First chick in the armor.
I mean, chink.
Little more than a week after Chick-fil-A’s first grand opening in the UK, it’s been announced the Eat Mor Chikin chain will be closing up shop.
And it’s really out of the restaurant’s hands — the shopping center holding its lease is refusing to extend it.
And why? Gay activism.
As reported by the BBC:
“Gay rights campaigners called for a boycott of Chick-fil-A, which opened its first branch at The Oracle shopping centre in Reading on 10 October.”
A spokesperson for The Oracle said it was “the right thing to do” in response:
“We always look to introduce new concepts for our customers, however, we have decided on this occasion that the right thing to do is to only allow Chick-Fil-A to trade with us for the initial six-month pilot period, and not to extend the lease any further.”
Reading Pride — an LGBT group from the local (Reading) area — was tickled pink triangle.
The organization cited CFA’s donation to three groups which, as stated by the BBC, “have a reputation of being hostile to LGBT rights”: Fellowship of Christian Athletes, the Paul Anderson Youth Home, and the Salvation Army.
If I may say so, we are in a dangerous place, societally. When hostility and hate are charged whenever there is a lack of endorsement at worst and disagreement at best, we are begging to be flushed.
That’s a component of totalitarianism, and — oddly — in our case, we’re being ruled authoritatively by the culture we’ve created.
In cases of the past where all were forced to adhere to one ideology, it was oppression by government. In our case — and in the case of the UK — our representative governments are in part responding to the people. Our legislatures appear to be, if not so much yet treading, at least pointed toward suppression of freedom. But our problem, at its heart, isn’t governmental.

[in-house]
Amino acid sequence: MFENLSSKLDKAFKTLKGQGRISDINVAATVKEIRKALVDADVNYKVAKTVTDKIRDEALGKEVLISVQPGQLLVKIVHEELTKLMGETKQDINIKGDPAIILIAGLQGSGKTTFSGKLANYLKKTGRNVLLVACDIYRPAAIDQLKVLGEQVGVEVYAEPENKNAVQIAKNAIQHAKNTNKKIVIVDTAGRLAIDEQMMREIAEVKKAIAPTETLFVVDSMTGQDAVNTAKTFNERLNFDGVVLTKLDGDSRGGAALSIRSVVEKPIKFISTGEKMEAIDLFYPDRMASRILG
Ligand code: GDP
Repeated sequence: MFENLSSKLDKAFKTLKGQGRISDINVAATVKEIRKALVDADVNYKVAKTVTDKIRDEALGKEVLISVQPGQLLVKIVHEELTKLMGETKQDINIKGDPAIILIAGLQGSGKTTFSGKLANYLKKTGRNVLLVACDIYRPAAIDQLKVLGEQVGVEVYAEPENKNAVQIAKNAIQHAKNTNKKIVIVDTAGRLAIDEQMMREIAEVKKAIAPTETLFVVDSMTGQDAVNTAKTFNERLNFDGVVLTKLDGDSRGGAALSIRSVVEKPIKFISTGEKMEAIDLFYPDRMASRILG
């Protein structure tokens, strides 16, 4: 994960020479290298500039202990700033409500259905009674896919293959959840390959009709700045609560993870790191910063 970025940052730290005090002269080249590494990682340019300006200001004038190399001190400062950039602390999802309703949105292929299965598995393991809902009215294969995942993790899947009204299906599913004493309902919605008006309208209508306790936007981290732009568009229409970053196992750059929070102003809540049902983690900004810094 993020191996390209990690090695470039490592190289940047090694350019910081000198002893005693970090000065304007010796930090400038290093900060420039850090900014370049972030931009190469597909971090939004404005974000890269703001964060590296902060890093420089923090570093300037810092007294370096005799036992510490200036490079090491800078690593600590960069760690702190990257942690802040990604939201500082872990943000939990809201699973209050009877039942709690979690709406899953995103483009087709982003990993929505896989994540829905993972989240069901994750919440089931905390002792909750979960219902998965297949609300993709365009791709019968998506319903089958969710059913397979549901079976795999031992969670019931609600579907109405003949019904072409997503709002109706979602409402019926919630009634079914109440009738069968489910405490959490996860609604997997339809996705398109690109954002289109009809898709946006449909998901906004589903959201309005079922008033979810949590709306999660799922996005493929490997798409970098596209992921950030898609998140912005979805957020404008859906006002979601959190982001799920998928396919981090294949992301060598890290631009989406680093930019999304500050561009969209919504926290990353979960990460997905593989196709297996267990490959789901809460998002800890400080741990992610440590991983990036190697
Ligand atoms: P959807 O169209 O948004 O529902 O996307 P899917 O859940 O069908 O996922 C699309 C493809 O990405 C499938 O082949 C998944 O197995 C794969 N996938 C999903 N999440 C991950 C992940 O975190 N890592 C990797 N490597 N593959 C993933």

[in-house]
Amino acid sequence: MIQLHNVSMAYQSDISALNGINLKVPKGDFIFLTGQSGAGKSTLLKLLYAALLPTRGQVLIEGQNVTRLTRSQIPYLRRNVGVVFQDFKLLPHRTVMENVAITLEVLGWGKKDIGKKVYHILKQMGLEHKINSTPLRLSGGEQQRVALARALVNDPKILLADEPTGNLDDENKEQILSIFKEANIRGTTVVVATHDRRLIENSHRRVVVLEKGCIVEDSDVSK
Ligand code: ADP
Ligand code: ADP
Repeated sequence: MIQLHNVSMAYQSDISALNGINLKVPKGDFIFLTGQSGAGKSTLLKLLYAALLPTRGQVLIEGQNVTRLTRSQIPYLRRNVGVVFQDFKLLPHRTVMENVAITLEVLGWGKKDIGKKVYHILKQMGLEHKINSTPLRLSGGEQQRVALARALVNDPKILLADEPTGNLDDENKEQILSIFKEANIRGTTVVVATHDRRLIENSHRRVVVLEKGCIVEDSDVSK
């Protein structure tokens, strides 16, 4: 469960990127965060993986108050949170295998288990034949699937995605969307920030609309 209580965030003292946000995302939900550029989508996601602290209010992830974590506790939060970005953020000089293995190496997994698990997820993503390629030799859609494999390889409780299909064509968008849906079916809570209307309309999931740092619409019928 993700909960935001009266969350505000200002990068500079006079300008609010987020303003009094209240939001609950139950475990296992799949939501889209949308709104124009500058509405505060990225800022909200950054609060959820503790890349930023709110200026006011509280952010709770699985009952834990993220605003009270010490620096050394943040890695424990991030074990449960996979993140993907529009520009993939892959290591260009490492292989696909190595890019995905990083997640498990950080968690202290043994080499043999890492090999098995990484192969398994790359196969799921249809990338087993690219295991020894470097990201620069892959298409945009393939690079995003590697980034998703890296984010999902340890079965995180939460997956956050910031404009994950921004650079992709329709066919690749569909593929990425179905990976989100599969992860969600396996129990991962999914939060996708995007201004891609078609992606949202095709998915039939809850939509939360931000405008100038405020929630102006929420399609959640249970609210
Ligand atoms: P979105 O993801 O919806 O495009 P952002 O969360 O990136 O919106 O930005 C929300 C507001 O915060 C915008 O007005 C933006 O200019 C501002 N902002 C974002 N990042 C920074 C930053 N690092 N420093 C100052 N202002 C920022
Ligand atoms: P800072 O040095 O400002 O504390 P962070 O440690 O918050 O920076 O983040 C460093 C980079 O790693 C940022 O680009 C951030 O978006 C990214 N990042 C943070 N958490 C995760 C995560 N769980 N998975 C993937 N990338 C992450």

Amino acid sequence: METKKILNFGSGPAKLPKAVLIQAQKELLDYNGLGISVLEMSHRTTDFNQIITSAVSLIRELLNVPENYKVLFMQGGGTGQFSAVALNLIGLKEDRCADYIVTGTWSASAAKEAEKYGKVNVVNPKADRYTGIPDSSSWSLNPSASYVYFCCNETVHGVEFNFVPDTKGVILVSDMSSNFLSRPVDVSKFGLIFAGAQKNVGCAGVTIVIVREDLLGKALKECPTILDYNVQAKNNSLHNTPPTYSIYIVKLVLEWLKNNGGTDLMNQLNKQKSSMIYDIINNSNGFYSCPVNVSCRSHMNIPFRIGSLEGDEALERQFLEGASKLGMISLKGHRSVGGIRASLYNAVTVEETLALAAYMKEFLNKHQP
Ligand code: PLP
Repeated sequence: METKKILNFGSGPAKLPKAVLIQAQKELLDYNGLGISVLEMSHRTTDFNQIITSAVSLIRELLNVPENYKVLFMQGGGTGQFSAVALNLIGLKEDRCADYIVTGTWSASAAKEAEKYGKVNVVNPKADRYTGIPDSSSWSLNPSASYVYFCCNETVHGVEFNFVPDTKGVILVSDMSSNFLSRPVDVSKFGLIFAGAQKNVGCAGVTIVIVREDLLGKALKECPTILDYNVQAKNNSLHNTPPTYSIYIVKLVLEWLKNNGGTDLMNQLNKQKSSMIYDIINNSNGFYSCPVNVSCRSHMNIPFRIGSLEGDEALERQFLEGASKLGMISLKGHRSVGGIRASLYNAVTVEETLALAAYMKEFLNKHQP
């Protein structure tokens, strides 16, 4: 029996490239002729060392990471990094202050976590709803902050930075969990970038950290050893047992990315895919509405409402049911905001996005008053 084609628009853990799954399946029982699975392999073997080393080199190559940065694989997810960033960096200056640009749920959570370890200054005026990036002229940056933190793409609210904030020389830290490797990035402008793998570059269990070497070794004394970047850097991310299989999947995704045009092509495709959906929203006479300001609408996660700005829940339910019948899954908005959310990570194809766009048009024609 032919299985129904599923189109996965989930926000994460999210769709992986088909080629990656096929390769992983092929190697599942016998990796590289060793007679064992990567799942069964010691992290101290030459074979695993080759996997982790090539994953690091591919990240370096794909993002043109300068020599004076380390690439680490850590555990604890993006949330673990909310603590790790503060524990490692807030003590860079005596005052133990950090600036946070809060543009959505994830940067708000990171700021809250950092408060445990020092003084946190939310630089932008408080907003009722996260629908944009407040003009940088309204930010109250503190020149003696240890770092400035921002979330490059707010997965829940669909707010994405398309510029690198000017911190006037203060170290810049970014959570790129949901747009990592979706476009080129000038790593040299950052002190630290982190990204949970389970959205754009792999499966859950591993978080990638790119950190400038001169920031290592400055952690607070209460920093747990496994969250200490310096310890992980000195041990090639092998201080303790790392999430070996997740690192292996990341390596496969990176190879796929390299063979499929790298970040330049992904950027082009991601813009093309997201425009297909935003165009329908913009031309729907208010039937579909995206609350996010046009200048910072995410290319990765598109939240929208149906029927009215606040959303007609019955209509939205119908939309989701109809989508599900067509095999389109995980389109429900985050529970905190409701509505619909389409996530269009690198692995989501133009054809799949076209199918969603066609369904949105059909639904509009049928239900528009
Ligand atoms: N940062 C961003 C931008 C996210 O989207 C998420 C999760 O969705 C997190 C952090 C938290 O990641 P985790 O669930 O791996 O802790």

It looks to me that we’re slowly trading in our liberties — with regard to thought, expression, and security — by evolving culturally.
But as for the UK, of course, the protestors have a right to make their voices known, as do any who disagree with them. And the shopping center should do as it believes.
And Chick-fil-A will have the opportunity to look elsewhere for a property owner of a different mind — though this turn of events may make partnership look less attractive to future candidates.
Here’s a bit more from BBC.com:
Chick-fil-A had previously told the BBC: “Our giving has always focused on youth and education. We have never donated with the purpose of supporting a social or political agenda.
“There are 145,000 people – black, white; gay, straight; Christian, non-Christian – who represent Chick-fil-A.”
Right. As would make sense, as a representation of not only a fast food chain, but America. Because we are a nation of differences.
Diversity, contrary to the talking point, isn’t inherently a strength. But the room for it — with a radically wide berth — when it comes to belief, isn’t just an asset but an imperative.
Since we still, as of now, have that strength, Chick-fil-A will live to fight another day. And so will everyone else.
And soon, whether in one place or another, Brits will be enjoying the most important pickle in the world, and delicious waffle fries to boot.
Even if the “boot” is what the first UK attempt is getting.
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